A publication that reinvented itself for the changing times

Yesterday my “Reinventing the News” class visited the Christian Science Monitor, which is located at 210 Massachusetts Ave. The international news organization delivers global coverage through its website, weekly magazine, daily news briefing, e-mail newsletters and mobile website. The Christian Science Monitor is a non-profit publication whose revenue has been supplemented by the Christian Science Church since its founding in 1908 by Mary Baker Eddy.

As Professor Kennedy pointed out, the tour didn’t include seeing any printing presses. It is 2011, after all. On the tour’s first stop, we observed the 10 a.m. editors’ meeting. Eight people, including two interns, sat around a conference table and discussed the stories of the day, analyzed web traffic and decided when to post articles online. As I listened to the conversation, I noticed a wall that was covered in past magazine cover stories. I enjoyed reading the headlines, which ranged from asking if the Supreme Court should look more like America, to natural disasters and uprisings in the Middle East. Some of the phrases that caught my eye were, “Islam and the West,” “The Rising Cost of Kids,” “Reflection on Us: What the Movies Say About America’s State of Mind,” “A New Era: How the Middle East Turmoil Will Reshape the World,” “The Royals: Do Monarchies Still Matter?” and “Natural Disasters: What Have We Learned?”

Editors view the colon as an important punctuation mark in headlines.

The editor, John Yemma, told us the editorial team has planned cover stories through the end of May. He emphasized the importance of using the colon in headlines to distinguish their articles from similar stories in other publications, such as The New York Times, BBC and the Guardian. The Christian Science Monitor’s competitors are much larger publications. Yemma said he sees The Economist as their biggest competitor.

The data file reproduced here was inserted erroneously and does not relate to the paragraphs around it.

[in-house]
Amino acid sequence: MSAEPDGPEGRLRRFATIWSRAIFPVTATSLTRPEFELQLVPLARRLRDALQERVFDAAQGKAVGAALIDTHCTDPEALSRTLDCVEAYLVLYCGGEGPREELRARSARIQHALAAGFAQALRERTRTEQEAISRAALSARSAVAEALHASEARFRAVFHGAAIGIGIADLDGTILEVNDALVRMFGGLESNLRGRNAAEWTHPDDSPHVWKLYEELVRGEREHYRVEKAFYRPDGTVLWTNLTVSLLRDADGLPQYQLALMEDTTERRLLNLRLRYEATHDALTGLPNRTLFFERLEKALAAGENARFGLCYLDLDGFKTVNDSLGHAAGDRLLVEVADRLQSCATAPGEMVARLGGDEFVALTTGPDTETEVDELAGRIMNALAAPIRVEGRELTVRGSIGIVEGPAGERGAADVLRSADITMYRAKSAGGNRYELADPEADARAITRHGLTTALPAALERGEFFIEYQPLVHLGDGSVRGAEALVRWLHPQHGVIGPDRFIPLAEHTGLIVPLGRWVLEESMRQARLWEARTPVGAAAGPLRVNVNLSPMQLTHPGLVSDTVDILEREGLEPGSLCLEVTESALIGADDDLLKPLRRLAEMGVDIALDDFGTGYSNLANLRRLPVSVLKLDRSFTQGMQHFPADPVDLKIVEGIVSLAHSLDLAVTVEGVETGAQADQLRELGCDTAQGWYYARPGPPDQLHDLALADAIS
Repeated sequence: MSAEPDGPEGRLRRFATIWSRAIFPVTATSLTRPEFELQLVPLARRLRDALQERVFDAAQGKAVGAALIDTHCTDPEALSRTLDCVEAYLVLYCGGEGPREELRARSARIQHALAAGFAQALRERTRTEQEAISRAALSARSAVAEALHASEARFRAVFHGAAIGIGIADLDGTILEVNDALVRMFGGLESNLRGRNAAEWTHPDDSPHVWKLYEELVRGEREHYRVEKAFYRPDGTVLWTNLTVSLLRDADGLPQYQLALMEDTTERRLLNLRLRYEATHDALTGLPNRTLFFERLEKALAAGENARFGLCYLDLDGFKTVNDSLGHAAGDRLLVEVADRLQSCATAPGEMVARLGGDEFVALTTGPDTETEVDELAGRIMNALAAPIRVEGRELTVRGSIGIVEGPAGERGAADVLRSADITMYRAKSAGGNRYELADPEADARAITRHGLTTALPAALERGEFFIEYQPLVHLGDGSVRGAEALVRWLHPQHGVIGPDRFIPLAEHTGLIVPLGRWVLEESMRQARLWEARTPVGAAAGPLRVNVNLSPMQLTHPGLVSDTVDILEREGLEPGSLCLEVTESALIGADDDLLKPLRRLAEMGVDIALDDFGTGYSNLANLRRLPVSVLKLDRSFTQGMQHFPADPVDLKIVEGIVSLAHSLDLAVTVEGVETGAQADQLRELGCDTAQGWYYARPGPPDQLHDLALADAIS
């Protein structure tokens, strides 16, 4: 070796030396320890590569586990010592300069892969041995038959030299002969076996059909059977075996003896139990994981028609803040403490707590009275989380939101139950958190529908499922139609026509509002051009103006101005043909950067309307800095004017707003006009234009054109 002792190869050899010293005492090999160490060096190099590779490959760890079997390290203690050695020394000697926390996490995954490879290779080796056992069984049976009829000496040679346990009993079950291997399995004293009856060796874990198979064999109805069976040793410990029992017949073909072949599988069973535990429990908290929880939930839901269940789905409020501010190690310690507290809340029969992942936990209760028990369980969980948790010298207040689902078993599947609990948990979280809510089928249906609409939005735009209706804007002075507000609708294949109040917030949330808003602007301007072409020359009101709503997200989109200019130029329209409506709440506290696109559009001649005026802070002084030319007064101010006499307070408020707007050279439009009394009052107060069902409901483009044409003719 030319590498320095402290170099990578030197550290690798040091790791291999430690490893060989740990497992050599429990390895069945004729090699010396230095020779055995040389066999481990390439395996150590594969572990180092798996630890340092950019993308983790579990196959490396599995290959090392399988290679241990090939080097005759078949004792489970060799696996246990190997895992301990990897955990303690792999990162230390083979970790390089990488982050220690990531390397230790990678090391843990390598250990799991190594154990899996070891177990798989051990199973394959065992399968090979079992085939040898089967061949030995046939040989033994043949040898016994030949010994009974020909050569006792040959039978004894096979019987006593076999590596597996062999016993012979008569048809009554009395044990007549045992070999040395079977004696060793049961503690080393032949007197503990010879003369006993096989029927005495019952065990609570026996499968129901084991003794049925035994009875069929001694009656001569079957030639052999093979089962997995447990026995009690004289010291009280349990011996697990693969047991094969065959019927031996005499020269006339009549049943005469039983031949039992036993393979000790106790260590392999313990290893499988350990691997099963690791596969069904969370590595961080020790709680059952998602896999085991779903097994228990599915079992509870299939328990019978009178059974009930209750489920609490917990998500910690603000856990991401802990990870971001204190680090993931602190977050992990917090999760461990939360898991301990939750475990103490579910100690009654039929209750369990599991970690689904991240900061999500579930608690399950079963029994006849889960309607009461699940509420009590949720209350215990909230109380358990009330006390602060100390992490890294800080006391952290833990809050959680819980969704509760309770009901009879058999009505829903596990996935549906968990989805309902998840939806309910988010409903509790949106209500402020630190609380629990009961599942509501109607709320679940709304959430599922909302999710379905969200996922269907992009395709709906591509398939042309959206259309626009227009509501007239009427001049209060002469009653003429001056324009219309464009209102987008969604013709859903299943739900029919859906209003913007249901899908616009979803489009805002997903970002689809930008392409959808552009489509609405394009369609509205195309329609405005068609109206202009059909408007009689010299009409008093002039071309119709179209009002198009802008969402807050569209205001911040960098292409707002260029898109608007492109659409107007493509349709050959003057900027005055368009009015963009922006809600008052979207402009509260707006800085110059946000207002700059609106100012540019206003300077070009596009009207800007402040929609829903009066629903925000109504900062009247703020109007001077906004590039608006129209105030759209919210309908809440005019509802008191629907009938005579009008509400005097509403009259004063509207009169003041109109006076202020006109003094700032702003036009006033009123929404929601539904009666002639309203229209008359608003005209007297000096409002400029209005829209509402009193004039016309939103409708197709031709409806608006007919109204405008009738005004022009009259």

Editors discussed the stories of the day in the morning news meeting.

In 2009, the Christian Science Monitor shifted from being a daily newspaper to a multimedia news organization. According to an article written by Professor Kennedy, circulation exceeded 230,000 at its peak in the early 1970s. Now, 60 to 70 percent of the team’s effort goes into the website, and the rest is put into the weekly publication. The website received 30 million page views last month. But the editors can’t count on people visiting the homepage because the Christian Science Monitor isn’t geographically based, such as Boston.com. Interestingly, Yemma said most readers who visit the website don’t see the homepage because they access articles through Google News and other online news platforms.

Most of the reporters work in the field, not in the newsroom on Massachusetts Avenue.

The editors mentioned photo galleries, list stories and quizzes as the components of multimedia that have been successful for the Christian Science Monitor. The “Are You Smarter Than an Atheist?” quiz “has gone viral,” Yemma said.

While showing us the newsroom, Yemma said the editors’ and reporters’ main goal is to present the news in ways that interest people. I think the Christian Science Monitor team is wisely using the ideas of multimedia journalism and social media that I have learned in Professor Kennedy’s class throughout the semester.

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